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Personalized Treatment May Extend Life Expectancy for Patients With Chronic Kidney Disease and Small Renal Tumors

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Key Points

  • Based on 1 million simulations, partial nephrectomy yielded the longest life expectancy in patients of all ages with normal renal function.
  • However, in patients with chronic kidney disease, personalized strategies like active surveillance extended life expectancy over routine nephrectomy.
  • In several simulated subgroups with moderate chronic kidney disease, personalized treatment decisions extended life expectancy by more than 2 years compared with a standard surgical approach.

Personalized treatment plans may extend life expectancy for patients with early-stage kidney cancer who also have risk factors for worsening kidney disease, according to a new study published by Kang et al in Radiology.

Kidney tumors are often discovered at an early stage and are frequently treated with partial nephrectomy. However, some patients, including those with chronic kidney disease, are poor candidates for surgery.

“There may be clear-cut risks with an operation in these patients,” said study lead author Stella K. Kang, MD, MS, Assistant Professor of Radiology and Population Health at NYU Langone Health. “Patients may have significant heart disease, other comorbidities, or a limited life expectancy for some other reason.”

In addition, many small renal tumors are either benign or very slow-growing malignancies, making active surveillance of the tumor—typically through periodic computed tomography scans to watch for changes in tumor size—a viable option in patients who are poor candidates for surgery.

Despite its potential, active surveillance may be underutilized due to a lack of consensus guidelines and decision-support tools, according to Dr. Kang.

“We need a better way of weighing the risks so that more patients can be considered for nonsurgical management,” she said.

Computer-based simulations represent a promising tool in this process of risk stratification.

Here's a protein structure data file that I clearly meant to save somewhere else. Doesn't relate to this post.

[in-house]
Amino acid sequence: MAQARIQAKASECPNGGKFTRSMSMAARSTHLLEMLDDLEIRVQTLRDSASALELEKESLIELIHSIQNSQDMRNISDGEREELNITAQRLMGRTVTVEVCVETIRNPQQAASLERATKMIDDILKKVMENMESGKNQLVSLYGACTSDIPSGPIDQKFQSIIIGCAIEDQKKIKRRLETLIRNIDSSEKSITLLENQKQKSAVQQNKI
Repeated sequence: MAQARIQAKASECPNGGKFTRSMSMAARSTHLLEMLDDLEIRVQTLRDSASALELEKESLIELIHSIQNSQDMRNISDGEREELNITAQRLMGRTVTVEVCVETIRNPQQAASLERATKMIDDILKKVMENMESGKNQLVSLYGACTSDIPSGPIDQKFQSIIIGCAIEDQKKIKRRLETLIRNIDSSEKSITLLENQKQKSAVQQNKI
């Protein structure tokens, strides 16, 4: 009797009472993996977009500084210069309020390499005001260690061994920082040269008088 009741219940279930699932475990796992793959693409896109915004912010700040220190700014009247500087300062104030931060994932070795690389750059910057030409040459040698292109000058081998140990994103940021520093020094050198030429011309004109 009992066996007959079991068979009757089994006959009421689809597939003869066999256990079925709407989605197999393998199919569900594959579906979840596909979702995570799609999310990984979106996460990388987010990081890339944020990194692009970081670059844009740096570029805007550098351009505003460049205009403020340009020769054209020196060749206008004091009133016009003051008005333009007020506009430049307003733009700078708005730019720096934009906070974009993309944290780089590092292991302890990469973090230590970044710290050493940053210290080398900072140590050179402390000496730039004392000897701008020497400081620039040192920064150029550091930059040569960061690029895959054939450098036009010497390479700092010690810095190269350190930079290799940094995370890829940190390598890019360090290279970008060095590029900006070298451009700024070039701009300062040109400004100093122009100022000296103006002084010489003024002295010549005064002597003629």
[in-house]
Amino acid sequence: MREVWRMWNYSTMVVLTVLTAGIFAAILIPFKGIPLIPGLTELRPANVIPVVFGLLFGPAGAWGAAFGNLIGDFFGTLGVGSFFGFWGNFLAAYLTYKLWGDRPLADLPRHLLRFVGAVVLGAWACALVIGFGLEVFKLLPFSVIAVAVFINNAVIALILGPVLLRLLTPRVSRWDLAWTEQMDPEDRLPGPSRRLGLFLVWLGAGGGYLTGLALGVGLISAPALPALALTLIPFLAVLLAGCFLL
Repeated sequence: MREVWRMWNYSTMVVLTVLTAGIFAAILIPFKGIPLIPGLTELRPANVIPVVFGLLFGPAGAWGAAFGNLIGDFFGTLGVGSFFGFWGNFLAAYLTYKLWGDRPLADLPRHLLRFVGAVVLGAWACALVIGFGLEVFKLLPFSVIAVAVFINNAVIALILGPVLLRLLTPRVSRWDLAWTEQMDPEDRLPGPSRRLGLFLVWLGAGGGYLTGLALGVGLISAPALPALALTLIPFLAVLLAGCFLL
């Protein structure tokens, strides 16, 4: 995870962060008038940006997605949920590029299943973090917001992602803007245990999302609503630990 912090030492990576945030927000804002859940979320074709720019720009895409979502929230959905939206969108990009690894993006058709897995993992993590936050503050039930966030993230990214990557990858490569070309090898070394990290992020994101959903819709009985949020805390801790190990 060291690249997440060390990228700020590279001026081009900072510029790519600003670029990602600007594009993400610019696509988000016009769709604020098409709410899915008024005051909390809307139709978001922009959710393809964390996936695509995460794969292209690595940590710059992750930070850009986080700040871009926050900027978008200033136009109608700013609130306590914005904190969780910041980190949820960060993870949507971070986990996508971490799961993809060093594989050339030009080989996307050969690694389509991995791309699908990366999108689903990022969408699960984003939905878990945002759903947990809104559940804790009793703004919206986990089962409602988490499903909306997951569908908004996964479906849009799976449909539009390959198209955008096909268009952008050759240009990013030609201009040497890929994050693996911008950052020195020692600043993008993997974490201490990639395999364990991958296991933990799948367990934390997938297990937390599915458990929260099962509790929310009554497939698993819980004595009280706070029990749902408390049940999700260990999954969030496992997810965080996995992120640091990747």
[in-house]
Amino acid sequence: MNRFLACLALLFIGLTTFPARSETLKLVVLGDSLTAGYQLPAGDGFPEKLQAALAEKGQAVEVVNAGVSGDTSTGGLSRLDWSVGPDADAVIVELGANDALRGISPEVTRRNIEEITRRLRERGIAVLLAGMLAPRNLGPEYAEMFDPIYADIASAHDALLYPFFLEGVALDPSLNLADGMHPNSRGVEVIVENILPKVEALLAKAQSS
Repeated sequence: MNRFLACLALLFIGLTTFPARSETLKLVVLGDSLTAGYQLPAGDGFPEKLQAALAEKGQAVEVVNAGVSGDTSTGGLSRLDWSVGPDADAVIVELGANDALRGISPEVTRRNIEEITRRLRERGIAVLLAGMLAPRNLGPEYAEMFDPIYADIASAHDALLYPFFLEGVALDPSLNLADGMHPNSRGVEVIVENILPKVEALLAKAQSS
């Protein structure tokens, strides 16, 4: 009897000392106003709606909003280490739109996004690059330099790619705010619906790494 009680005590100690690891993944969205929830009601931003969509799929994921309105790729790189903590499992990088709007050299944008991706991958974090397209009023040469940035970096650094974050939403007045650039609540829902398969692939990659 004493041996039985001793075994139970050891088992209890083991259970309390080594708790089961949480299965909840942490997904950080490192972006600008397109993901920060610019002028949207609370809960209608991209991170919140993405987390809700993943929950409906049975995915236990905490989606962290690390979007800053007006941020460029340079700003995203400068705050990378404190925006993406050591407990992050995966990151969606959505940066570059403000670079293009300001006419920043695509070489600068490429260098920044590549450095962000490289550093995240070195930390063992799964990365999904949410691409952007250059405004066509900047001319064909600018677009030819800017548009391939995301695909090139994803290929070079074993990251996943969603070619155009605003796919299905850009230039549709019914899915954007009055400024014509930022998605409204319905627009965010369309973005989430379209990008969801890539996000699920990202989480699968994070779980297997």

Study Methods and Findings

For the study, Dr. Kang and colleagues constructed a simulation to assess the impact of different treatment approaches in patients with small renal tumors. The model accounted for important variables like the severity of the kidney disease and competing risks of mortality.

Based on 1 million simulations, partial nephrectomy yielded the longest life expectancy in patients of all ages with normal renal function. However, in patients with chronic kidney disease, personalized strategies like active surveillance extended life expectancy over routine nephrectomy.

In several simulated subgroups with moderate chronic kidney disease, personalized treatment decisions extended life expectancy by more than 2 years compared with a standard surgical approach.

The model also found that the use of magnetic resonance imaging to predict papillary renal cell could potentially improve long-term health outcomes by steering some patients toward active surveillance, and that the effectiveness of biopsy may be improved by incorporating tumor subtype information into the decision-making process.

The researchers hope the model will bring more value to the clinical decision-making process. Information from the model could provide guidance on the benefits and risks of active surveillance and help identify the right treatments for the right patients, according to Dr. Kang.

“There is probably a larger proportion of patients with small renal tumors who merit a fuller discussion of options than is currently recognized,” she said. “While the model does not prescribe one specific treatment, it does provide a set of estimates so that patients and providers can get more information on the viable options.”

“Computer disease models can be useful for studying diseases and potential interventions and guiding prospective studies, helping us understand where the research is needed the most,” Dr. Kang concluded.

Disclosure: The study authors’ full disclosures can be found at pubs.rsna.org.

The content in this post has not been reviewed by the American Society of Clinical Oncology, Inc. (ASCO®) and does not necessarily reflect the ideas and opinions of ASCO®.


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